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Cinch

Game Type
Trick Taking
Age
Players
4
Deck
Standard
Once the most popular game of the All Fours family, Cinch eventually gave way to Auction Bridge and finally to Contract Bridge among serious card players.
 
Number of Players. Four people can play. Each may play for himself, but Cinch is almost always played by partners, two against two, who face each other across the table.
 
The Pack. The standard 52-card pack is used.
 
Rank of Cards. In trumps, the rank A (high), K, Q, J, 10, 9, 8, 7, 6, 5 ("Right Pedro"), 5 of same color as trumps ("Left Pedro"), 4, 3, 2. In the other two suits, the rank is A (high), K, Q, J, 10, 9, 8, 7, 6, 5, 4, 3, 2.
 
The Shuffle and Cut. From a shuffled pack spread face down, all players draw, and in a partnership game the two high cards play against the two low. The person with the highest card has the choice of cards and seats. Any player may shuffle; the dealer shuffles last, and the player to the dealer's right cuts, leaving at least four cards in each packet. The deal passes to the left after each hand.
 
The Deal. The dealer completes the cut and deals three cards at a time to each player clockwise, beginning with the player on his left until each player has nine cards.
 
The Bidding. The player on the dealer's left bids first, and each player has one turn to bid (or pass). Each bid must top the preceding bid. The highest possible bid is 14, which represents all the points in play.
 
Drawing and Discarding. The high bidder names the trump, and each player then discards all cards but trumps from his hand. The dealer gives each player in rotation enough cards to fill out each hand to six cards. Then the dealer discards and "robs" the pack - that is, he looks through the undealt cards and selects any cards there to fill out his own hand to six cards.
 
Each player except the dealer must discard all cards but trumps (though there is no prescribed penalty for failure to do so). If a player is forced to discard a trump, due to having seven or more trumps, he must show the discarded trump to the other players, after which the card is out of play.
 
A player may change his discard until he has looked at any card dealt to him in the draw, but thereafter the discard may not be changed. If he has discarded a trump, it must be shown, and then becomes a dead card. (If a scoring card is discarded in error by an opponent of the high bidder, it is later scored for the high bidder's side.)
 
Object of The Game. The goal is to win tricks with the scoring cards, each of which counts for the side or player winning it, as follows: High, 1; Low, 1; Jack, 1; 10 of trumps (Game), 1; each pedro, 5; making a total of 14 points. 
 
The Play. The high bidder leads first and may lead any card. Each player must follow suit to a trump lead, if possible. If unable to follow suit, a player may play any card. On any other lead, a player may follow suit or trump, as desired. Any trick containing a trump is won by the highest trump played; any other trick is won by the highest card of the suit led.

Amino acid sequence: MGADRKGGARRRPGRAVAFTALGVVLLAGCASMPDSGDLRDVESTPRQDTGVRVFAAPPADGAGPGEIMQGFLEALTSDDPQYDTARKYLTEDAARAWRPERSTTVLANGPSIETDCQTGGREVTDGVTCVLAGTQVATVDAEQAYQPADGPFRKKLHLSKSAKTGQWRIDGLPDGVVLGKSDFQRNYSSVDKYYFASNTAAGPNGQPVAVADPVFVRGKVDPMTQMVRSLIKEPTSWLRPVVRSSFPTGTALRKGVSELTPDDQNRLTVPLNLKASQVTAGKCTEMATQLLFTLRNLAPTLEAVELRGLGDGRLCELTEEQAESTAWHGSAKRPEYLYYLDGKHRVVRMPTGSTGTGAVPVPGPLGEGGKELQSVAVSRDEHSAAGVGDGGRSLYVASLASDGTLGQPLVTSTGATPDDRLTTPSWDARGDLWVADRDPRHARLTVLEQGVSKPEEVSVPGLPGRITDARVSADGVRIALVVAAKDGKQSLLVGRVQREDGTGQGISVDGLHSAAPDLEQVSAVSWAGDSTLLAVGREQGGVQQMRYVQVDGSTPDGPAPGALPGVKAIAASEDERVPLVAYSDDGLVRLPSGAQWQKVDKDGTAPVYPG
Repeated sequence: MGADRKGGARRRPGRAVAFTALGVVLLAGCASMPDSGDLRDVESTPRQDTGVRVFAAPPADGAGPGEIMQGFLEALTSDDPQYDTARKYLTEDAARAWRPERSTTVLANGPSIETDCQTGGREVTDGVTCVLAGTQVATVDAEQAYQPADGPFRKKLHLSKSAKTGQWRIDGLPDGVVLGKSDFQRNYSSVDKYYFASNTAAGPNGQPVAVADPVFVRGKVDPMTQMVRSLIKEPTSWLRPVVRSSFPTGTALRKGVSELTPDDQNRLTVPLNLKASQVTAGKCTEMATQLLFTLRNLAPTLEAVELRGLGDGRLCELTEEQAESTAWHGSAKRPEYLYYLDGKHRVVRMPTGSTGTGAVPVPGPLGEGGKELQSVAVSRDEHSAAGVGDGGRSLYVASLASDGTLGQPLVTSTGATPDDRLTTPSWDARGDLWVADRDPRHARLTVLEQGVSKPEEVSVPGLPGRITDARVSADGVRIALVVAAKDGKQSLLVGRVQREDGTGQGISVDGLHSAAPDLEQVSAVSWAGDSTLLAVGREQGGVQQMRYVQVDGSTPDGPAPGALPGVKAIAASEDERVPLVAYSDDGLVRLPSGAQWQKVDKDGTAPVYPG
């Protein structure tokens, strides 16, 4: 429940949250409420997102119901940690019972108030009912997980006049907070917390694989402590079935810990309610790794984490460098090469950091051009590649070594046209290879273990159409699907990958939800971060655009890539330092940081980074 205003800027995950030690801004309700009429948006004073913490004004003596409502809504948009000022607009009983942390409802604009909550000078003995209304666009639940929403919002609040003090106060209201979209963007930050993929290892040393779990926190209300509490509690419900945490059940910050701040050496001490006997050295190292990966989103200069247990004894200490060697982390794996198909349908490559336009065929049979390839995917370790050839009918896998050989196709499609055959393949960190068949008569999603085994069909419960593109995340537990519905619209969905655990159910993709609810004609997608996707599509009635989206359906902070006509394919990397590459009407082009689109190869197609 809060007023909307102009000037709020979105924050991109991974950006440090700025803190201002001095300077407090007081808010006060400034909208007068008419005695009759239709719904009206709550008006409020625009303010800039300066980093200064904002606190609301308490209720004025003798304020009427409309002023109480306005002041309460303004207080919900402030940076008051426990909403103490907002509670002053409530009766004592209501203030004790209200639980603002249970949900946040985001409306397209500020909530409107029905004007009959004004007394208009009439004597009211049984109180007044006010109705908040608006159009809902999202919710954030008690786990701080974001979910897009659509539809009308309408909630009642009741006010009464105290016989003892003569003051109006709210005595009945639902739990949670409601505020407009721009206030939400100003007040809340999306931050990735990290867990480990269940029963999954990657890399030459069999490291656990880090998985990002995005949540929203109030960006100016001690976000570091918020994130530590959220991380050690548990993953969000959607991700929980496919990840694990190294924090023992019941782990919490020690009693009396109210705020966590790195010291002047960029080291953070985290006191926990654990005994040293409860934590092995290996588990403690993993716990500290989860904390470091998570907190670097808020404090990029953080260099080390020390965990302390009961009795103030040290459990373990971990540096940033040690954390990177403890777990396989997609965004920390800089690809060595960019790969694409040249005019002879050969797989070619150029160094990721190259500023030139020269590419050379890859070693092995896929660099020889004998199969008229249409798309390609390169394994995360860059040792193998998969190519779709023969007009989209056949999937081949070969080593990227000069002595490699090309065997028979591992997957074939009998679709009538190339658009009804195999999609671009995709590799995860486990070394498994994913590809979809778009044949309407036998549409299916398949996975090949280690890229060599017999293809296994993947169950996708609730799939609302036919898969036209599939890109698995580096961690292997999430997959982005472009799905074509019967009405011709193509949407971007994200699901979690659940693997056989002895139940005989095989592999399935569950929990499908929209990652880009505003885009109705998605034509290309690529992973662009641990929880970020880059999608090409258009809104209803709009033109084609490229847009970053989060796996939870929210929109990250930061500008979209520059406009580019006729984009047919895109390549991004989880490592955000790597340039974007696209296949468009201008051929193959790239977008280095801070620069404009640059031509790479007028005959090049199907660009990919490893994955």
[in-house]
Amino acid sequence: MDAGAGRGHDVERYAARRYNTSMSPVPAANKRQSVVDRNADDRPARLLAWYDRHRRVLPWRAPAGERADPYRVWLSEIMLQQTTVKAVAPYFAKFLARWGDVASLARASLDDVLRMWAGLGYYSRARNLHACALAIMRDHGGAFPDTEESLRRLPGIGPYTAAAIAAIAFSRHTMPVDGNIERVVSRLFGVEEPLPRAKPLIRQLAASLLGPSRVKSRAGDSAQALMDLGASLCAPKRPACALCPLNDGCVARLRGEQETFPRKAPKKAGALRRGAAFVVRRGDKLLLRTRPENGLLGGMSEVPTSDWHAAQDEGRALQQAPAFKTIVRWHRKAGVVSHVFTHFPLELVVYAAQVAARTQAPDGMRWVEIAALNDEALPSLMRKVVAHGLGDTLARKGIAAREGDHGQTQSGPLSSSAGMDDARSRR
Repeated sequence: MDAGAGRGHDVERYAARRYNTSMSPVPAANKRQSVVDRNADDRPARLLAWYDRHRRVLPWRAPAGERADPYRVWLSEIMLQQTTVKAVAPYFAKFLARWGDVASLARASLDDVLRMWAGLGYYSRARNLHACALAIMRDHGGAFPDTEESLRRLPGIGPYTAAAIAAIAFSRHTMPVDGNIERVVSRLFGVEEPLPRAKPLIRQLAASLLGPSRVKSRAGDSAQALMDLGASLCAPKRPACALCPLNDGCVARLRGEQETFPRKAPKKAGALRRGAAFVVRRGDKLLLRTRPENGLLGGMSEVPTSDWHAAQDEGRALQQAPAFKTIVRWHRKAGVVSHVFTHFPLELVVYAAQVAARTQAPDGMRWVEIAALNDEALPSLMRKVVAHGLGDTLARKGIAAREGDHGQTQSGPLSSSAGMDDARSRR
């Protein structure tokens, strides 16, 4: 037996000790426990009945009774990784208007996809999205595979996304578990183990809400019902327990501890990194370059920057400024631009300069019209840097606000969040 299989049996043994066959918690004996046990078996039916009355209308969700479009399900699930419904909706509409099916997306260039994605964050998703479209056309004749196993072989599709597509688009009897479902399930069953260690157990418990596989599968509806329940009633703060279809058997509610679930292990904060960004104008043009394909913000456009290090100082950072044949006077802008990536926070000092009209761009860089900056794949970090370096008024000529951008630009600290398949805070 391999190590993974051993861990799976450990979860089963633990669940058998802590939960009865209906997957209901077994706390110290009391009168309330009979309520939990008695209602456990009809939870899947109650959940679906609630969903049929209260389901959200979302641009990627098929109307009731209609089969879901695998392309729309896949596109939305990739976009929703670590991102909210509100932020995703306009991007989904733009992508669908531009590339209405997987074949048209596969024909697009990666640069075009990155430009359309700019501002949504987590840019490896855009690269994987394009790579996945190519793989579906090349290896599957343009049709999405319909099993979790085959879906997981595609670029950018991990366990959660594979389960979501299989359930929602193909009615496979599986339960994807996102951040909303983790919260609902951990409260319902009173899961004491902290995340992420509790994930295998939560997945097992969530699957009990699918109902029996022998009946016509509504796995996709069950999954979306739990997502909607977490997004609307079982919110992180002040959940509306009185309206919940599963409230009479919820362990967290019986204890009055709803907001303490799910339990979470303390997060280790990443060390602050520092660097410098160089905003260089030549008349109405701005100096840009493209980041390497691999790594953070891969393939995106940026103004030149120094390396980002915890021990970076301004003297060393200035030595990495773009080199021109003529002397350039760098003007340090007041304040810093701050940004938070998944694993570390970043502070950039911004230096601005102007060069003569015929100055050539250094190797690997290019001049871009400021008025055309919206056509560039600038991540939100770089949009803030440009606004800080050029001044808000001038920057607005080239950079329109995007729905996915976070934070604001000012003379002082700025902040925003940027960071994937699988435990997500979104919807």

Scoring. If the bidding side wins at least as many points as it has bid, the side with the higher count scores the difference between the two counts. Thus, either the bidding or the non-bidding side may score. If the bidding side does not make its contract, the non-bidding side scores 14 plus the number of points by which the bidding side fell short. Example: The bid is 6, and the bidding side wins 6 points, and the opponents win 8 points. The opponents score 2 points for that hand. Another example: The bid is 8, and the bidding side wins 7 points, and the opponents win 7 points; in this case, the opponents score 15 points.
 
Game is won by the first player or side to reach 51 points.
 
Irregularities
New deal. The same dealer deals again if a card is found face up in the pack; or, on demand of an opponent, if a card is dealt face up; or if the shuffle or cut was improper, provided this is noticed before the deal is completed.
 
Misdeal. The dealer loses the deal, which passes to the left, if he gives too many or too few cards to any player and this is discovered before the first bid is made.
Incorrect hand. A player with too few cards must play on; a player with too many cards must offer the hand, face down, and an opponent draws out the excess cards, which are shuffled back into the pack.
 
Bid out of turn. Neither member of the offending side may bid thereafter, but any bid previously made stands.
 
Lead or play out of turn. The card must be withdrawn on demand of an opponent if neither opponent has played to the trick. If a lead out of turn was made when it was the offender's partner's turn to lead, the offender's right-hand opponent may require him to lead or not to lead a trump.
 
Revoke. Play continues, but the offending side may not score in that hand, and if the offender is an opponent of the bidder, the bidder cannot be set.